Serve-the-check instead of Starve-the-beast

Here’s an interesting article “Modernizing Conservatism”, yes, not my typical subject matter. Written from a Conservative’s viewpoint it critiques some of the pillars of American Conservatism that might not be effective or useful anymore.

The part I found the most interesting is the argument against the popular Starve The Beast concept in our current political discourse. As I understand it (a big caveat) the Starve The Beast idea is that the only way to shrink the size of government is by cutting budgets severely. Because, while everyone agrees that government is too big (!) congress does not have the will to shrink it by eliminating parts of it.

So instead, do it indirectly, so that the cause and effect are separated enough and it will get through. You cut budgets in a macro way today, meaning, budget caps, tax cuts, and so on — don’t go into too much detail about the specific stuff you are cutting. And then, tomorrow, the impact of the cuts are noticed but it’s too late because the dies are cast and the beast shrinks or dies.

The problem with this is that we (the people and the leadership) like the benefits of big government so much that we revert to deficit spending despite the macro cuts. See for example the unfunded Iraq war that was explicitly kept ‘off the books‘. And so the beast doesn’t starve, the bill is just passed on to future generations.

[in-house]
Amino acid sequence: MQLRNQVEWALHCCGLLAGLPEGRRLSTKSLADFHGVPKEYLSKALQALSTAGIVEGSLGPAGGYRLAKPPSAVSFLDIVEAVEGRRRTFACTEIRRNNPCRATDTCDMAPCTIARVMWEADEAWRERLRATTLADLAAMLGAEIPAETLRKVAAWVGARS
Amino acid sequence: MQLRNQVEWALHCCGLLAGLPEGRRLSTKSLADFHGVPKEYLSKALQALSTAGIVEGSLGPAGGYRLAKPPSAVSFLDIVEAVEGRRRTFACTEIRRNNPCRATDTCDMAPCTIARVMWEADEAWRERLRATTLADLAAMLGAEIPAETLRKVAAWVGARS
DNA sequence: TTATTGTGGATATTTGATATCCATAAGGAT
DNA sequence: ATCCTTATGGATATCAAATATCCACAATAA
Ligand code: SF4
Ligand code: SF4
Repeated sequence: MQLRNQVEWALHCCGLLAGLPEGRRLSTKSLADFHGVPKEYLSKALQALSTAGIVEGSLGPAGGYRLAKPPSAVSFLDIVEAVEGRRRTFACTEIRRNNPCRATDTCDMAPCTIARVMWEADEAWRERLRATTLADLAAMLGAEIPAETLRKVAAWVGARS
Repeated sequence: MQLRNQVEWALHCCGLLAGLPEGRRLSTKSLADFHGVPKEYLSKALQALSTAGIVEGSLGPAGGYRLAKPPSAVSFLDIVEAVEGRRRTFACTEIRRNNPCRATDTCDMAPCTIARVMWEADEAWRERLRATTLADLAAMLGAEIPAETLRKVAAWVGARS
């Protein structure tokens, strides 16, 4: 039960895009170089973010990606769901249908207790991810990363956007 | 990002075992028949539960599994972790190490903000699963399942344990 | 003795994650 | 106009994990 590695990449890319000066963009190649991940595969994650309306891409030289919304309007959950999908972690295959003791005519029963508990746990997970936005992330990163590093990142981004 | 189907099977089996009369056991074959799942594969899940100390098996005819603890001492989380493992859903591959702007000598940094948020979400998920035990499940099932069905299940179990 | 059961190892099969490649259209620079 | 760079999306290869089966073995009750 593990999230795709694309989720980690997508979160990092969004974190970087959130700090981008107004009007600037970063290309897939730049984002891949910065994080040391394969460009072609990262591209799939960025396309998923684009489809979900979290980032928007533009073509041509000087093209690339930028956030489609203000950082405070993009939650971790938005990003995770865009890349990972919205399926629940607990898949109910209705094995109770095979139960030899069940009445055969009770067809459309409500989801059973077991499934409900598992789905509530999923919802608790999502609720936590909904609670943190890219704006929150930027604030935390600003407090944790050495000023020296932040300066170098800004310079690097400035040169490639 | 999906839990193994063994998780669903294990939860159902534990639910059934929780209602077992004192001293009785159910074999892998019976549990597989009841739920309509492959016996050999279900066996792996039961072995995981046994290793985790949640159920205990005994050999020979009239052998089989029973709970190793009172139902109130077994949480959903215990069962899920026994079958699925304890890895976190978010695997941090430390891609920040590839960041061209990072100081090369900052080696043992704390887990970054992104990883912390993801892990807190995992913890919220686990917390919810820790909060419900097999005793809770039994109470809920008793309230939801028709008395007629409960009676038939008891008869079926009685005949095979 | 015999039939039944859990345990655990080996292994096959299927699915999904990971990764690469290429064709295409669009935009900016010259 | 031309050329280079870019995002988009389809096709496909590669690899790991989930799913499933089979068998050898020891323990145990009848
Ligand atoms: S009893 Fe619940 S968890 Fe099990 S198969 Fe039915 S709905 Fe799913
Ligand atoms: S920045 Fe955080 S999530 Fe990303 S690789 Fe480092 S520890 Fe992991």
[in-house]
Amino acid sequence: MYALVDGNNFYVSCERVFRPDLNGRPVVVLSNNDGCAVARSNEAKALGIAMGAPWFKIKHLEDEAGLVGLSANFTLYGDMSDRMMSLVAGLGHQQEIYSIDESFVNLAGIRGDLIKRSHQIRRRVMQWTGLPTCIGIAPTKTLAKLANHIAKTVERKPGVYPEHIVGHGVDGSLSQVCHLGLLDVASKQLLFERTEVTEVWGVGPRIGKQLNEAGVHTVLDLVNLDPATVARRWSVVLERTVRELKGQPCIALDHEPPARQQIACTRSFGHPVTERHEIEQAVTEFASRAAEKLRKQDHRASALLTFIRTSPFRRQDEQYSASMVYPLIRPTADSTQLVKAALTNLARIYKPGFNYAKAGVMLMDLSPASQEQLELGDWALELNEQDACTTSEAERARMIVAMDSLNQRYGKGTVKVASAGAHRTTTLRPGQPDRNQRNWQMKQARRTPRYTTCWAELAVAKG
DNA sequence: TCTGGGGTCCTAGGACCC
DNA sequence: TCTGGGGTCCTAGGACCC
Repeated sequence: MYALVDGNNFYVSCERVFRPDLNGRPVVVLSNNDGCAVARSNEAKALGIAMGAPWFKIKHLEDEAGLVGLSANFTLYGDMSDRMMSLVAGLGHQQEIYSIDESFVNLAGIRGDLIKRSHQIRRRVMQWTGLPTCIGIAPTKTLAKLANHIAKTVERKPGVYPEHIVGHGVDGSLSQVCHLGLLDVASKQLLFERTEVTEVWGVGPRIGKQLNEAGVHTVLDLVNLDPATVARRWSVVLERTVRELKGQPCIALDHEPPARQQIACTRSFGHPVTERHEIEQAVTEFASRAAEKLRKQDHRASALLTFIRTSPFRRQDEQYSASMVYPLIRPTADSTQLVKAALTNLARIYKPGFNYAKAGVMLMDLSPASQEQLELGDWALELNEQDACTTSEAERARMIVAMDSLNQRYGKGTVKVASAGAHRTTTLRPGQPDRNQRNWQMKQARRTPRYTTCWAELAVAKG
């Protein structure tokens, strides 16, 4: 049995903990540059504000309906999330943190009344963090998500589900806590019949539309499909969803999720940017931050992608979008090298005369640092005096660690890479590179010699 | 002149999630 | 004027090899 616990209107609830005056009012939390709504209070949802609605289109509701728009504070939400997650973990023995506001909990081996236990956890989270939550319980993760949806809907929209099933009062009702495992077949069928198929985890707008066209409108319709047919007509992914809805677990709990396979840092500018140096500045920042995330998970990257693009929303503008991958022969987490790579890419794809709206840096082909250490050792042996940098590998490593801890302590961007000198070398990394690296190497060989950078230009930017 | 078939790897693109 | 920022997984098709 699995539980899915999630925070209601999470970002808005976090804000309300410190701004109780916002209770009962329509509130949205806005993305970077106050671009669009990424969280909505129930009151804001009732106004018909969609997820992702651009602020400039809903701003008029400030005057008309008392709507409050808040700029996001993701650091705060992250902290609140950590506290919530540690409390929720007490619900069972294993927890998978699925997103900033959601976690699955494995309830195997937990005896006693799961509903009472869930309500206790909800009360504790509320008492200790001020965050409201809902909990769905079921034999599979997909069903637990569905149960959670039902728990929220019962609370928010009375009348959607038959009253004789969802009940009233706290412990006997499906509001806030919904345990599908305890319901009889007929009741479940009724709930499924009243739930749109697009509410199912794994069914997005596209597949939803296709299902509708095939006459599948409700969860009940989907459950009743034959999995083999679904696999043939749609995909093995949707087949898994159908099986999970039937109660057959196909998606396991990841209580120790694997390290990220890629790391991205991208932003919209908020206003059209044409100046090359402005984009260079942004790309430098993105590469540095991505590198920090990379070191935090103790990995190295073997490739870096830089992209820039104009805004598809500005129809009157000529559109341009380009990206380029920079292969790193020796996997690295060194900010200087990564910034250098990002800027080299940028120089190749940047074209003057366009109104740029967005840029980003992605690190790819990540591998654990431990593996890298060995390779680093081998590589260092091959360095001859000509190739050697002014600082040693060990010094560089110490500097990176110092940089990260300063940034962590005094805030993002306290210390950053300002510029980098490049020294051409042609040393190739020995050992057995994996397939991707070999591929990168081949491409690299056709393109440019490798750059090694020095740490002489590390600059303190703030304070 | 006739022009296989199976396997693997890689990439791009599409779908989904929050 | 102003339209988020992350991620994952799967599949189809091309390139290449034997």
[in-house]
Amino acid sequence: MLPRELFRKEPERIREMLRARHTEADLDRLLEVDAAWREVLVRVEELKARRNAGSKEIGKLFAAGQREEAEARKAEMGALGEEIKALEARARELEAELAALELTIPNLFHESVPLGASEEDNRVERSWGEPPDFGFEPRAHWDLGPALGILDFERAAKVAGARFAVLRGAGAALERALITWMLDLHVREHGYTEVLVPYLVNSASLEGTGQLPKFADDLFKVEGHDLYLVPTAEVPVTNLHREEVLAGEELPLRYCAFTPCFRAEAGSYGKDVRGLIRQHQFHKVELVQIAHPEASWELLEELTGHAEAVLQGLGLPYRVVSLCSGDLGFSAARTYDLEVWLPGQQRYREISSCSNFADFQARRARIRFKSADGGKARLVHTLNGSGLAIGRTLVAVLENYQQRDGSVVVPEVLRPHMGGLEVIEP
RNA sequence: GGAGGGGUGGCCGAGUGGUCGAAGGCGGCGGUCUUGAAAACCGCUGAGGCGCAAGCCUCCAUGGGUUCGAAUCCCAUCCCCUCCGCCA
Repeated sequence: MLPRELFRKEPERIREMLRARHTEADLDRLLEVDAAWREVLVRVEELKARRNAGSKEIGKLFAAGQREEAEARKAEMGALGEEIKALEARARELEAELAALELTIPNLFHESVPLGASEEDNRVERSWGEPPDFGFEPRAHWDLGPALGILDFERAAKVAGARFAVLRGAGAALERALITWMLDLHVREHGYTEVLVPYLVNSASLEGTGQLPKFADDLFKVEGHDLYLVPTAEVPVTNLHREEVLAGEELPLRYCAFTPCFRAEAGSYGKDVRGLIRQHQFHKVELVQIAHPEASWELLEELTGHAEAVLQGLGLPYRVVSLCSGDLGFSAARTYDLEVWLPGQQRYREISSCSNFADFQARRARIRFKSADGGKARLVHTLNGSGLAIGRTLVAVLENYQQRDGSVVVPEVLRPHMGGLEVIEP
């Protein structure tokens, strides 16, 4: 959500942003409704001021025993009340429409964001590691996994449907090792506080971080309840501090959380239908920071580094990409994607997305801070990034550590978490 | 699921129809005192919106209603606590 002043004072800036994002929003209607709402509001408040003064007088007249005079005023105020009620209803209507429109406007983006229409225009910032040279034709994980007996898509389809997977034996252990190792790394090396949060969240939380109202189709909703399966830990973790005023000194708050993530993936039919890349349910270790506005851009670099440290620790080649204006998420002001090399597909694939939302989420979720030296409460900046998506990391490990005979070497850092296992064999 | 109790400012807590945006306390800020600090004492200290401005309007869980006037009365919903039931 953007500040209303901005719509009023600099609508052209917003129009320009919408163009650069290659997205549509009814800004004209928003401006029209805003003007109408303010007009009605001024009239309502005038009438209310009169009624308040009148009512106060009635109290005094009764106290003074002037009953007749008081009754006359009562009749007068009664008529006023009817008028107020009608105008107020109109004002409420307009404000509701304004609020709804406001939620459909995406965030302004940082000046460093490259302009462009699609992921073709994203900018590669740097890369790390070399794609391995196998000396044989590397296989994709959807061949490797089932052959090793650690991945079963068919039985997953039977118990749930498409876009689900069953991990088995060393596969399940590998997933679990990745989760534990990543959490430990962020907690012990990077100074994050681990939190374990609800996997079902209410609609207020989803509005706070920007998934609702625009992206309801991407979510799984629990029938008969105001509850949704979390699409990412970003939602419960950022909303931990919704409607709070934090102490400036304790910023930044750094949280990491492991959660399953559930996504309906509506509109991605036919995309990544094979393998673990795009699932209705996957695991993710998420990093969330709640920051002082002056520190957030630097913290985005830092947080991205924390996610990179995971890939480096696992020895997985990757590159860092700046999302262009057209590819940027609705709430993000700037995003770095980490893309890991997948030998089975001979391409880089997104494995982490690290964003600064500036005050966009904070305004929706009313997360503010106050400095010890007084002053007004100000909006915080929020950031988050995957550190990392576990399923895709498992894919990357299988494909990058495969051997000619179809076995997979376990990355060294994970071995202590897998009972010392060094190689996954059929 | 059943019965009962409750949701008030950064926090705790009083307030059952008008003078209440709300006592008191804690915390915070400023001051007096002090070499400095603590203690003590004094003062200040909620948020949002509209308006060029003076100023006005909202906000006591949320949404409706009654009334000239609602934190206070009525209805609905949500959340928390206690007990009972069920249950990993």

The Serve The Check concept says, make sure that everything the government does shows up on our tax bills. I think this implies actually raising taxes. Maybe break them out into bits that can be identified: this line goes to the military, this line goes to health care and so on. Now we can see in painful detail on our tax returns what our taxes will be and we, the electorate, will insist on shrinking government.

“Long-term evidence indicates that the starve-the-beast strategy not only fails, but may make the problem of unrestrained spending growth worse, suggesting that a “serve the check” strategy might be a more effective means of curbing the growth of government spending.

The simple explanation for this seeming paradox is that the starve-the-beast strategy currently allows Americans to receive a dollar in government services while only having to pay 60 cents for it.3 Rigorous analyses from centrist economists Christina and David Romer of UC Berkeley4, and from libertarian economist (and Reagan White House alumnus) William Niskanen conclude that the starve-the-beast strategy fails.

Strikingly, Niskanen’s analysis found that lower taxes correlated with higher levels of federal spending. As a result, Niskanen argues that raising taxes may be the most effective way to reduce gov-ernment spending.” (from Modernizing Conservatism)

Ok I am going on and on. Here’s the article: Modernizing Conservatism

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